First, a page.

Sunday, November 29, 2009

Shot down in combined Relief Society/Priesthood

So on the fifth Sunday whenever that occurs in a month, all the male and female adults of the ward get together to be instructed by a member of the Bishopric, who lead the ward. This Sunday our Bishop talked to us about strengthening our marriages, as everyone in our ward is married. He asked us one question about ways in which we strengthen our communication.

I raised my hand and talked about the "I Love It..." game that Cait and I play where we first talk about some of the areas we think the other could improve and things that the other person does that might happen to bug us. And then we spend the rest of the time, which ends up being the majority of the time, by talking about things that we love about each other. We always do it when we are calm with no distractions and haven't been previously angered about anything. It's worked well for us, even though we don't do it as often as we used too. It's gotten to the point, I think, where we can bring up a lot of those things in regular conversation.

After I made this comment, a number of people, three I think, said that they thought that was very dangerous, saying how it could lead to bitterness. They also said that if something was bugging you about your spouse, it was probably just something that you were doing wrong and that you should change rather than saying anything to your spouse.

I think there is definitely some truth to those statements, especially the second, but I've found that sometimes the best way to confront an issue like that, say when Cait used to leave her clothes on the bathroom floor when they were dirty, head on and just discuss it and come to an agreement.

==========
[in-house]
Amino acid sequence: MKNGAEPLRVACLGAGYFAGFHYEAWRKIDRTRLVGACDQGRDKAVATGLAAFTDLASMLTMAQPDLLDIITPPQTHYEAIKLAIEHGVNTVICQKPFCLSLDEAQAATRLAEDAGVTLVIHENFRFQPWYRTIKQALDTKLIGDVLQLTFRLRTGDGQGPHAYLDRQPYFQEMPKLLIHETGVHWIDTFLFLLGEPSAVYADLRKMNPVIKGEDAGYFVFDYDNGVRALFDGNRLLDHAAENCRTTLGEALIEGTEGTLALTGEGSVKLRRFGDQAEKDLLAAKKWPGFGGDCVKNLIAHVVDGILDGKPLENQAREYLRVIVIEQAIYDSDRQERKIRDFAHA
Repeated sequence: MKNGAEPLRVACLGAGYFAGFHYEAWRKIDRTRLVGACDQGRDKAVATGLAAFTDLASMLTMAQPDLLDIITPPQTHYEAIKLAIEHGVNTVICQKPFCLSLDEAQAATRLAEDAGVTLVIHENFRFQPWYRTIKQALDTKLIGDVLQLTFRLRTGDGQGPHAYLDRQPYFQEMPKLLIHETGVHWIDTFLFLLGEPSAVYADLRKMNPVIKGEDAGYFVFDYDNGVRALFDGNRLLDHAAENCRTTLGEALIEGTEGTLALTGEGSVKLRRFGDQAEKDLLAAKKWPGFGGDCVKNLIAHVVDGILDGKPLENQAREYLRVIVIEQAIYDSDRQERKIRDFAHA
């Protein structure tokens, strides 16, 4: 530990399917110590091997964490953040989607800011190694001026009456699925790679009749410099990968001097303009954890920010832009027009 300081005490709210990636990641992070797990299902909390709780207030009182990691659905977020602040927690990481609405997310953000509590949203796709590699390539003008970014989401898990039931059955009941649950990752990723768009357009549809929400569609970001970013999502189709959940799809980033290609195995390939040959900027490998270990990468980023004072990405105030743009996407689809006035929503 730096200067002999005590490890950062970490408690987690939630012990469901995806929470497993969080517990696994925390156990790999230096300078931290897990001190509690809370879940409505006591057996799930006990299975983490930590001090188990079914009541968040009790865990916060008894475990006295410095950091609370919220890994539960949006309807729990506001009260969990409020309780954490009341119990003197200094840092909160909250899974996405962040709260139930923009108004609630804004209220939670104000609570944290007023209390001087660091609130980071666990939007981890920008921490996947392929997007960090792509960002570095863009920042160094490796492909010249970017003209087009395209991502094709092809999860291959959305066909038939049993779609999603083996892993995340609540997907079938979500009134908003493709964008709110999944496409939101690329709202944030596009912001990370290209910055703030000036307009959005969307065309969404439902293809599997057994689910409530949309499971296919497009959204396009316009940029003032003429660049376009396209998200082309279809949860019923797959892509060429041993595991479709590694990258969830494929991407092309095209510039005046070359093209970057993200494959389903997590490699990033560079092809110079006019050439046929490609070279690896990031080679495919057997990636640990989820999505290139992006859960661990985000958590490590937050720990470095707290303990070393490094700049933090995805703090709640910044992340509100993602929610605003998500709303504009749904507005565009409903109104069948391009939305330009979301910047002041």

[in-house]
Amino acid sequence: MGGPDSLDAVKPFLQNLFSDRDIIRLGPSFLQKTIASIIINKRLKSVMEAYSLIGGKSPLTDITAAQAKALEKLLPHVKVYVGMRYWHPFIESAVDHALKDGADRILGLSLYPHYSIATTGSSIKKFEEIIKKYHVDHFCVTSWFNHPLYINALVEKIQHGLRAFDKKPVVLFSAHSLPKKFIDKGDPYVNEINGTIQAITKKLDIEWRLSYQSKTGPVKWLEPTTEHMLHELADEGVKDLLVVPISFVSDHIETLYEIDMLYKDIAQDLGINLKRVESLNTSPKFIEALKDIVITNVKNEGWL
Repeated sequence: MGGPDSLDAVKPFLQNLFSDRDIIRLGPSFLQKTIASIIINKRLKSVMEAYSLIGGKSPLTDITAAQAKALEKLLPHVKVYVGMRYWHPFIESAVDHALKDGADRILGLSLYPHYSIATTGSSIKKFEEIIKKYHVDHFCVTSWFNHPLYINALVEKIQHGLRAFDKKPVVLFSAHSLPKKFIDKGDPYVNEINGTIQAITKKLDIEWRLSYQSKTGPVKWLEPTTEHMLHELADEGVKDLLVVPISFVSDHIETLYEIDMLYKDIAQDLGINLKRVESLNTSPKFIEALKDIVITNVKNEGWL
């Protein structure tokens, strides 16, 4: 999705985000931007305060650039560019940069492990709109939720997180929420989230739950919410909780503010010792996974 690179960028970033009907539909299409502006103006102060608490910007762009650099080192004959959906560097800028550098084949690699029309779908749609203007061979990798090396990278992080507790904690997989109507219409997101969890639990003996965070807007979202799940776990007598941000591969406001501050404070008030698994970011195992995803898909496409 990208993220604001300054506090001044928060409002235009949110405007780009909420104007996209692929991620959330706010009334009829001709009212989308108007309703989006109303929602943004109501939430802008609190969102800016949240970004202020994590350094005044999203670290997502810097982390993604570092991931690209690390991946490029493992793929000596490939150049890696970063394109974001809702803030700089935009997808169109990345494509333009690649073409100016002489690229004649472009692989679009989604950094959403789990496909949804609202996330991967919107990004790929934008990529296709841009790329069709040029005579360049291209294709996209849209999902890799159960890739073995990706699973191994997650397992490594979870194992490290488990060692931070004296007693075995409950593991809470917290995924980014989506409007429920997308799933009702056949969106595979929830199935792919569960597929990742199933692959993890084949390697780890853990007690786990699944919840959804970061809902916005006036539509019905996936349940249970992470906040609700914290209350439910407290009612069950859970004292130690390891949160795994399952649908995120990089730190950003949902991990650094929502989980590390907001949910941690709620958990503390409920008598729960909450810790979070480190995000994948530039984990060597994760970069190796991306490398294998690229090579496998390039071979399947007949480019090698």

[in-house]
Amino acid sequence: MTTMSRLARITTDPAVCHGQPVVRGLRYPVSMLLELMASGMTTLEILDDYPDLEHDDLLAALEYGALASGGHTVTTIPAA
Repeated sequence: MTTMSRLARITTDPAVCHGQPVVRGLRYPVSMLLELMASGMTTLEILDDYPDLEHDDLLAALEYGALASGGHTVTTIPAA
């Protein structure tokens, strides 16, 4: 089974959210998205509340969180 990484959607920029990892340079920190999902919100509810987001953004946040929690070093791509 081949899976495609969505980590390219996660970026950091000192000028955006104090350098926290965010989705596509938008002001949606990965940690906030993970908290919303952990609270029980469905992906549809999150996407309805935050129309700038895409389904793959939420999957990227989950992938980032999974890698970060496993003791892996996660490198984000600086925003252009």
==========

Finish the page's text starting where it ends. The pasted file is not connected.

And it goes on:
Of course, everyone has their own way of doing things, we were just wondering how everyone else handled these sort of things. Mainly this if for the married people, but it also applies to anyone who has a disagreement with another person that you are close to. So what do you think? What is the best way to communicate things that your spouse does that bothers you?


  1. I think it's a bad idea to criticize your spouse but at the same time I also think that people are afraid of being too nitpicky in marriage. You have to be able to talk about the things that bug you, otherwise it festers and creates resentment in the name of marital harmony.

    As long as you're able to discuss things in a calm and nice way that doesn't make the other person feel like they're being attacked then discuss away. I think you and Cait's method is great.

    I find that if I say something like, "Hey, I've been working really hard on trying to keep the house looking nice lately..." first then following it up with, "so could you please try to make sure that your dishes make it into the dishwasher?" Aaron is more receptive. It's like I'm asking him, as a favor to me, to do something. And that's way better than being TOLD or yelled at about something.

  2. Nathan and I have a similar way of communicating, Tim. Rather than letting all of our emotions and some frustrations simmer, we prefer telling each other how we feel. For instance, I have told Nathan: I need help with the dishes, and I can't stand it when our living room is cluttered. I want help cleaning. And because he loves me, he helps. He has communicated his own feelings and sometimes annoyances with me. It has brought about a mutual understanding. And like you said, we always do this when we are calm. We decided never to discuss deep issues after 10 PM, after reading that piece of advice in the Ensign.

    And I must agree with Kayla and her final paragraph. I ask Nathan to help out as a favor to me. I usually say: Would you mind and always thank him. I don't want him to feel as though he is being ordered around. And for him, it is important that I know if a particular thing is annoying him because it prevents so many other problems down the road.